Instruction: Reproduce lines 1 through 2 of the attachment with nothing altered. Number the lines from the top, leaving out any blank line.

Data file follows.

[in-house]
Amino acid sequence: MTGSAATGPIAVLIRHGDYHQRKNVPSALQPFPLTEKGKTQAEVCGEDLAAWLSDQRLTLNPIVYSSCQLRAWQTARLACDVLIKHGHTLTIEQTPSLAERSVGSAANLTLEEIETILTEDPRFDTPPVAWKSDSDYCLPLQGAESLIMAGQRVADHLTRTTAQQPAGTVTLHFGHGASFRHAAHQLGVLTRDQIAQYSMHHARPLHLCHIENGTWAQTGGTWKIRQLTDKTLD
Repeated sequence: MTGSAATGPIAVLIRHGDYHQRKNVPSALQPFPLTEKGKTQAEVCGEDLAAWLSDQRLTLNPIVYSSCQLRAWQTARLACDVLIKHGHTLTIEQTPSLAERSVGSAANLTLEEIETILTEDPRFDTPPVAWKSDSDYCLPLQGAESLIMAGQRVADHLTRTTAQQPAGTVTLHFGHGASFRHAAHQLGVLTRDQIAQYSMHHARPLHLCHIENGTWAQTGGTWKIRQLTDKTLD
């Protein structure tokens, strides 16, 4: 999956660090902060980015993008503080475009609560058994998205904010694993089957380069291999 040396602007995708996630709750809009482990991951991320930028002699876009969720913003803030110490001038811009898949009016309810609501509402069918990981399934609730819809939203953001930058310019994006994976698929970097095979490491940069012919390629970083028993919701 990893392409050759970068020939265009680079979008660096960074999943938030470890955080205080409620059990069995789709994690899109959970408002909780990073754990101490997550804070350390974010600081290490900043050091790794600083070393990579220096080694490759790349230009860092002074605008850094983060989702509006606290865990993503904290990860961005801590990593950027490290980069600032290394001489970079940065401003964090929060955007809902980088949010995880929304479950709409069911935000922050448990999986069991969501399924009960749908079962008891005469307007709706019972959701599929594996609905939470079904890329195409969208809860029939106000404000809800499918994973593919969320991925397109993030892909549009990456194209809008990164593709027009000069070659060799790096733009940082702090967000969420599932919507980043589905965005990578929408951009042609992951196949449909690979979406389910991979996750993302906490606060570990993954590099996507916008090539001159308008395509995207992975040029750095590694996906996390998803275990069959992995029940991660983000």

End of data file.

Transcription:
[in-house]
Amino acid sequence: MTGSAATGPIAVLIRHGDYHQRKNVPSALQPFPLTEKGKTQAEVCGEDLAAWLSDQRLTLNPIVYSSCQLRAWQTARLACDVLIKHGHTLTIEQTPSLAERSVGSAANLTLEEIETILTEDPRFDTPPVAWKSDSDYCLPLQGAESLIMAGQRVADHLTRTTAQQPAGTVTLHFGHGASFRHAAHQLGVLTRDQIAQYSMHHARPLHLCHIENGTWAQTGGTWKIRQLTDKTLD